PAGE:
As UK expanded Cannon's knowledge of the world, he realized other children were encountering education inequality — just as he once had. That's when he began a never-ending pursuit to create change. In 2010, Cannon graduated with a bachelor's degree from the UK College of Social Work and joined Teach for America.

In 2012, equipped with a master's degree in secondary education, Cannon moved to Chicago's west side. He was told 47% of the men in that community were in prison or on parole. Teens disheartened by generational poverty, academic neglect and the trauma of community violence turned to the streets. In an effort to break the cycle, Cannon helped found a charter school. In addition to teaching, he also became the basketball coach.

Holding team tryouts was an eye-opening experience.

"I cut 58 kids on the first day." Because they lacked the grades and skills to participate, Cannon had to turn them away. "I recognized; we need to do better by the kids."

Cannon reverted back to what he knew best — fighting. This time, it was for all the right reasons.

Cannon launched a boxing club. What started out as a small group of students learning a few moves in his classroom, grew from 10, to 20, to 40 and so on. As their kicks and jabs got more impressive, so did their grades.

"We started bringing in tutors to help them out, started to have mandatory study sessions, and we also expanded the program to include kids from all over the community."

When the program got too popular to be held within the charter school walls, Cannon opened The Bloc. The nonprofit — now in five schools — uses boxing as a hook to get kids in the door and then provides them with tutoring and mentorship.

"Kids come to us to learn how to fight — that’s what they walk in the door for, and we recognize we have to harness that urge," Cannon explained. "We need to turn it into something positive and give them pathways to success."

And it's working.

Since 2016, the co-ed program has helped more than 300 students. Even more notable, the group has maintained a 100% high school graduation rate and 100% college acceptance rate among participants who apply.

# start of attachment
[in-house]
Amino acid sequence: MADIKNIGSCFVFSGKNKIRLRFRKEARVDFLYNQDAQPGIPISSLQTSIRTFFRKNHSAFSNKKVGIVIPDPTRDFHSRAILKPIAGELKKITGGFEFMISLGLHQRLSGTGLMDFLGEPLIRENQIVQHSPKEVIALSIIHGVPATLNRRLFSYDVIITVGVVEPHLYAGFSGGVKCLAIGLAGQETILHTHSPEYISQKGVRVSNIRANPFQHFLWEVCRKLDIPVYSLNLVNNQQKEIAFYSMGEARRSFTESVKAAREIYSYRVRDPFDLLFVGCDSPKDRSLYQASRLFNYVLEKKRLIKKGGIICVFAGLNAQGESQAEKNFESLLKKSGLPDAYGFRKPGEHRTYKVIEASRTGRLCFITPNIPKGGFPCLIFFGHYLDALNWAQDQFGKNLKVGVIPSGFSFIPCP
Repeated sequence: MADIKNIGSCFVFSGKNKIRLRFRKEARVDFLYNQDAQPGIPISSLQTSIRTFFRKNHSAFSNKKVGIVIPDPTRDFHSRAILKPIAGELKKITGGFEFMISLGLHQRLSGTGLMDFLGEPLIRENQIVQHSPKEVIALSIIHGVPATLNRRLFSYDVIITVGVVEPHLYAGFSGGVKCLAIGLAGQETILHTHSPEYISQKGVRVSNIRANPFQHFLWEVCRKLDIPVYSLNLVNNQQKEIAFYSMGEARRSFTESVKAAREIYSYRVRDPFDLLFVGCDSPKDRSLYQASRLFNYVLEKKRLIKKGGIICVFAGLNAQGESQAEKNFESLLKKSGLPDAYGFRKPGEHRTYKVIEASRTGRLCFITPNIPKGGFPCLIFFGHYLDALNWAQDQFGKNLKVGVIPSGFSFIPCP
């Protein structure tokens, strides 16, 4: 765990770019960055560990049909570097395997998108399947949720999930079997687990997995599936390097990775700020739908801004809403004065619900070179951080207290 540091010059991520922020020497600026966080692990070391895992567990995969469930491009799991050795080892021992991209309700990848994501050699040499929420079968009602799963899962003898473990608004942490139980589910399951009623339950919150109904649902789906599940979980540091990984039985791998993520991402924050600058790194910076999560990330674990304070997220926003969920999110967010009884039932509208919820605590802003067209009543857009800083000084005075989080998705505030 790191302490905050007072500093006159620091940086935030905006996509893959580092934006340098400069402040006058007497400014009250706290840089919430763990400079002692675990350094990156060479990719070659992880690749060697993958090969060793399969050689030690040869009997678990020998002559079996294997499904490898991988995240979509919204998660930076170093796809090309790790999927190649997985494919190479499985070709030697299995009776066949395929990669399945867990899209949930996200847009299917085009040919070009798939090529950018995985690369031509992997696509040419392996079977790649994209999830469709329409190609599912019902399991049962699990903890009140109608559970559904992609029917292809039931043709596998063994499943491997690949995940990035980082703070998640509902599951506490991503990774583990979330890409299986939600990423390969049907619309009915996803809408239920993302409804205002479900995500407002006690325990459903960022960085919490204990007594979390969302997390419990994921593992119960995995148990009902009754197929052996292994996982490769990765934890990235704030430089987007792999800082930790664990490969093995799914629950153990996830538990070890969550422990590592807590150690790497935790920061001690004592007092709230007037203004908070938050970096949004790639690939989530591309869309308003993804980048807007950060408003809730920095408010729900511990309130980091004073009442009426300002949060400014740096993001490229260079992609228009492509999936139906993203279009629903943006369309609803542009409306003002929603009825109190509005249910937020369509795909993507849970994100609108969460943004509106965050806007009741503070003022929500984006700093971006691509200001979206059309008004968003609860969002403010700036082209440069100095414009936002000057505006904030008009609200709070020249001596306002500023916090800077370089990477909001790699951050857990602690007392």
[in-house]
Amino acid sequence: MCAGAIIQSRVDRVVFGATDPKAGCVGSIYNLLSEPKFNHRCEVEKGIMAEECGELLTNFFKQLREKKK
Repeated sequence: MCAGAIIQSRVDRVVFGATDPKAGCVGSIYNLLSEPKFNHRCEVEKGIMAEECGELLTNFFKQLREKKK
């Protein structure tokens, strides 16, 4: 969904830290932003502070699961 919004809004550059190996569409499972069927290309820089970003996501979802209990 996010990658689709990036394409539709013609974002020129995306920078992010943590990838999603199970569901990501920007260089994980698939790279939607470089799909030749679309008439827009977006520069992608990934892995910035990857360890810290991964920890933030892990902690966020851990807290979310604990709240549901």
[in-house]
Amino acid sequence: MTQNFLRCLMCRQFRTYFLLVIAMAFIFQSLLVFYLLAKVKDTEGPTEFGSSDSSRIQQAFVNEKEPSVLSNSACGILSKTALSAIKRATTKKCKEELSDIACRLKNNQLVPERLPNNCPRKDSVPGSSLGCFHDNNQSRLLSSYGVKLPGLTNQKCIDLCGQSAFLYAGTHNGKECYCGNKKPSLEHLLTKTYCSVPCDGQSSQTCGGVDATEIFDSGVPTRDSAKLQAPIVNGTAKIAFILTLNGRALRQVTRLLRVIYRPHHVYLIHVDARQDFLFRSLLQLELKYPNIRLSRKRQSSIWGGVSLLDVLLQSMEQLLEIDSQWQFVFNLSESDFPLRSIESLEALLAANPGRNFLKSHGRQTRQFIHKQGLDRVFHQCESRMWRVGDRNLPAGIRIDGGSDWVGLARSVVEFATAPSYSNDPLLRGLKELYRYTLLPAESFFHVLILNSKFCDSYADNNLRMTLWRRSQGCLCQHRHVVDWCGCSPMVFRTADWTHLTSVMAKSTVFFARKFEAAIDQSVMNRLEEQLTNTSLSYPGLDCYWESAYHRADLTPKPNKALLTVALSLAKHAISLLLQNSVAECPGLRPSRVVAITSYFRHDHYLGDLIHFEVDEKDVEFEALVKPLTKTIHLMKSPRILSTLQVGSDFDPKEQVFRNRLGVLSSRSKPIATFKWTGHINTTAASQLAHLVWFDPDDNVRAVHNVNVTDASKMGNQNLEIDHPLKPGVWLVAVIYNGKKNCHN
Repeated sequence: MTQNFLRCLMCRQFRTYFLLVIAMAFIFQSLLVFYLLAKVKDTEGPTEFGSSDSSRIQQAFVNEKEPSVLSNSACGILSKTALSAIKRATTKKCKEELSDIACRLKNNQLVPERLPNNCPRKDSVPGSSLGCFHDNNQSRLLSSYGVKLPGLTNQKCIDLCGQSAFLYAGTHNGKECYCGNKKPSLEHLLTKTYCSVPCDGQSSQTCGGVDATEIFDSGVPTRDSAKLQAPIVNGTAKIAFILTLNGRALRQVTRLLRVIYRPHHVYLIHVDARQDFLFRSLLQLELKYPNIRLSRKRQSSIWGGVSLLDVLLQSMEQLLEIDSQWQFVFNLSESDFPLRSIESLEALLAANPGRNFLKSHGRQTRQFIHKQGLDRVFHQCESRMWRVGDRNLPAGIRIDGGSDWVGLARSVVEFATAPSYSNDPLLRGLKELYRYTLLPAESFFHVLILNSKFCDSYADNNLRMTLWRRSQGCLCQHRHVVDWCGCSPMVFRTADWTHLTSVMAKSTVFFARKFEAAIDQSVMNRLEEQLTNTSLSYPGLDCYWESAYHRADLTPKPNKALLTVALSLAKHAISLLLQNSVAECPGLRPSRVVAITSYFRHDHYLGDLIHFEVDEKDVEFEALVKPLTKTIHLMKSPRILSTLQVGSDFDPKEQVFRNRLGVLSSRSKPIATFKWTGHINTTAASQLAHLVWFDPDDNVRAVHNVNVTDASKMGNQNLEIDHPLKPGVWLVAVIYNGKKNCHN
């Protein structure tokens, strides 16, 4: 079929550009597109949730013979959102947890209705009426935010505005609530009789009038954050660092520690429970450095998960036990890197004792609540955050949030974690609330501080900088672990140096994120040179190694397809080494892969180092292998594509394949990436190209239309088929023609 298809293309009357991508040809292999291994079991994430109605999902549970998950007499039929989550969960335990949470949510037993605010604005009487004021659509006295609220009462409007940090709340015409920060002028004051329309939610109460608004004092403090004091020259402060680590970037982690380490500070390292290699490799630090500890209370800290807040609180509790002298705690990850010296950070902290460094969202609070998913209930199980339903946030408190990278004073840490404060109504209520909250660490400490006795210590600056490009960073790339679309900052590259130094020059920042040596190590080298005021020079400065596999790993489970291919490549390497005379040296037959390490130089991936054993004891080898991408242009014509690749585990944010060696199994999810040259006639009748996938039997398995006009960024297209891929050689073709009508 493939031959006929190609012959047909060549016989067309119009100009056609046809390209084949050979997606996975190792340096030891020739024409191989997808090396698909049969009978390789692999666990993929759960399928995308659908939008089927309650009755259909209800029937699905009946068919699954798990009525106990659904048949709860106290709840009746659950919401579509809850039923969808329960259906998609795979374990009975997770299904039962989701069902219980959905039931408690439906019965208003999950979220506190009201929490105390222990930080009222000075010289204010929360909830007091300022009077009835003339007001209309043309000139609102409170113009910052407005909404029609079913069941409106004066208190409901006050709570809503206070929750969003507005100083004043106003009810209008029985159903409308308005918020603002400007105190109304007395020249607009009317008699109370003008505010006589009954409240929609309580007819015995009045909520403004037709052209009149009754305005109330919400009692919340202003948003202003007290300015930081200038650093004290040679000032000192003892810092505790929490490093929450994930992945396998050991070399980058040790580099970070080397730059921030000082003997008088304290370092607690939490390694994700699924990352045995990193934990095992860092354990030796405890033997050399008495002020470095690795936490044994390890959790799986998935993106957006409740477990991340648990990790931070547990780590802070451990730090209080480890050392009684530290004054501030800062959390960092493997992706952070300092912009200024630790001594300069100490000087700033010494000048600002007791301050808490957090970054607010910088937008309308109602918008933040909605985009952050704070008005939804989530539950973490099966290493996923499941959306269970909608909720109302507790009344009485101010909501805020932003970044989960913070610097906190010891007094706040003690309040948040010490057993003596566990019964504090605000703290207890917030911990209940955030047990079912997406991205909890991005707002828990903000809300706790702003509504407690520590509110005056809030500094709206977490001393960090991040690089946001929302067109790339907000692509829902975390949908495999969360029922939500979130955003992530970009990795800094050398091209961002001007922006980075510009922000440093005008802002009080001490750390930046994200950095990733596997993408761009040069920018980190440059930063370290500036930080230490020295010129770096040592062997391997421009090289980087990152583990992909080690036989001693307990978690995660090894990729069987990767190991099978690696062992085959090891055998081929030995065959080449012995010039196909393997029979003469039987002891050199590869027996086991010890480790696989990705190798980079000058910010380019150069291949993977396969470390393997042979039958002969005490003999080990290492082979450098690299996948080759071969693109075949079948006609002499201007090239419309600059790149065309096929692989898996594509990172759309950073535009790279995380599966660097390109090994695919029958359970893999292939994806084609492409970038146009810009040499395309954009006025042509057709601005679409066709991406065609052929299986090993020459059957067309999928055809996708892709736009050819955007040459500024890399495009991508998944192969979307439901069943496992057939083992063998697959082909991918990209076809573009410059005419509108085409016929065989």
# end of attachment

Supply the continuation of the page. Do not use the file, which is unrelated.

Cannon already has multiple college visits planned for this year.

"Either there are kids who grew up in poorer communities — who tend to be black and brown — and either those kids are less talented, less intelligent, less motivated than their counterparts, or something unfair is happening. I am under the impression that something unfair is happening."

Cannon's remarkable efforts to right wrongs has earned him a new title. In addition to being a teacher, coach and mentor, he has most recently been named a CNN Hero.

“We are so very proud of Jamyle, the work that he has done and, perhaps most importantly, the lives that he has positively impacted,” Jay Miller, dean of the College of Social Work, said. "He is a testament to our college and the university. And I am thrilled that his impact has been honored in such a positive way.”

CNN Heroes has been spotlighting the impactful work of people across the world since 2007. When asked if he feels like a hero, Cannon said, he is simply "doing his part."

And doing his part is far from glamorous.

"Most days, I feel like I'm chasing my own reputation."


It's a weeknight in Chicago. Cannon will walk inside his boxing club on Homan Avenue and most likely be confronted by a combative 15-year-old and a crying 10-year-old. They have a story to share — he will listen.

Cannon doesn't claim to have the solutions to all of their problems. But he knows those kids — the ones who have been overlooked and underestimated — are worth fighting for.

Perhaps, that's what makes them feel at home.

"Some say, 'you can’t save them all.' I don’t buy it. I think every kid is worthy."

Photo of Jamyle Cannon with students from The Bloc
Photo of Jamyle Cannon Boxing
Photo of child boxing
Photo of teen boxing
Photo of teen boxing